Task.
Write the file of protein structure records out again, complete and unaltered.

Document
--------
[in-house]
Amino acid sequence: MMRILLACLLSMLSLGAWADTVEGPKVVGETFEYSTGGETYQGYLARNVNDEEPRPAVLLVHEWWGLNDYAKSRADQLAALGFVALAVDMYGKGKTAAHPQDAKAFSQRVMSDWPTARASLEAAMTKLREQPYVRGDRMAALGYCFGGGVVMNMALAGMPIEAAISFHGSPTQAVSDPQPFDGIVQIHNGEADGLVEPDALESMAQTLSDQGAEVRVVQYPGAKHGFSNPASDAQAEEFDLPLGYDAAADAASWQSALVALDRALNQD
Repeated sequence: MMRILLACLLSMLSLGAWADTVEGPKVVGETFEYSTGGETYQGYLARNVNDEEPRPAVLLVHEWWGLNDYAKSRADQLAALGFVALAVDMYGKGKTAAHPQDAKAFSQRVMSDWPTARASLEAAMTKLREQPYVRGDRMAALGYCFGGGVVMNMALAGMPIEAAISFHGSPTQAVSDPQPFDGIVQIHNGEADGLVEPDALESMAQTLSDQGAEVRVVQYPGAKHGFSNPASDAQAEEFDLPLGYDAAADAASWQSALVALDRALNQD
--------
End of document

[in-house]
Amino acid sequence: MMRILLACLLSMLSLGAWADTVEGPKVVGETFEYSTGGETYQGYLARNVNDEEPRPAVLLVHEWWGLNDYAKSRADQLAALGFVALAVDMYGKGKTAAHPQDAKAFSQRVMSDWPTARASLEAAMTKLREQPYVRGDRMAALGYCFGGGVVMNMALAGMPIEAAISFHGSPTQAVSDPQPFDGIVQIHNGEADGLVEPDALESMAQTLSDQGAEVRVVQYPGAKHGFSNPASDAQAEEFDLPLGYDAAADAASWQSALVALDRALNQD
Repeated sequence: MMRILLACLLSMLSLGAWADTVEGPKVVGETFEYSTGGETYQGYLARNVNDEEPRPAVLLVHEWWGLNDYAKSRADQLAALGFVALAVDMYGKGKTAAHPQDAKAFSQRVMSDWPTARASLEAAMTKLREQPYVRGDRMAALGYCFGGGVVMNMALAGMPIEAAISFHGSPTQAVSDPQPFDGIVQIHNGEADGLVEPDALESMAQTLSDQGAEVRVVQYPGAKHGFSNPASDAQAEEFDLPLGYDAAADAASWQSALVALDRALNQD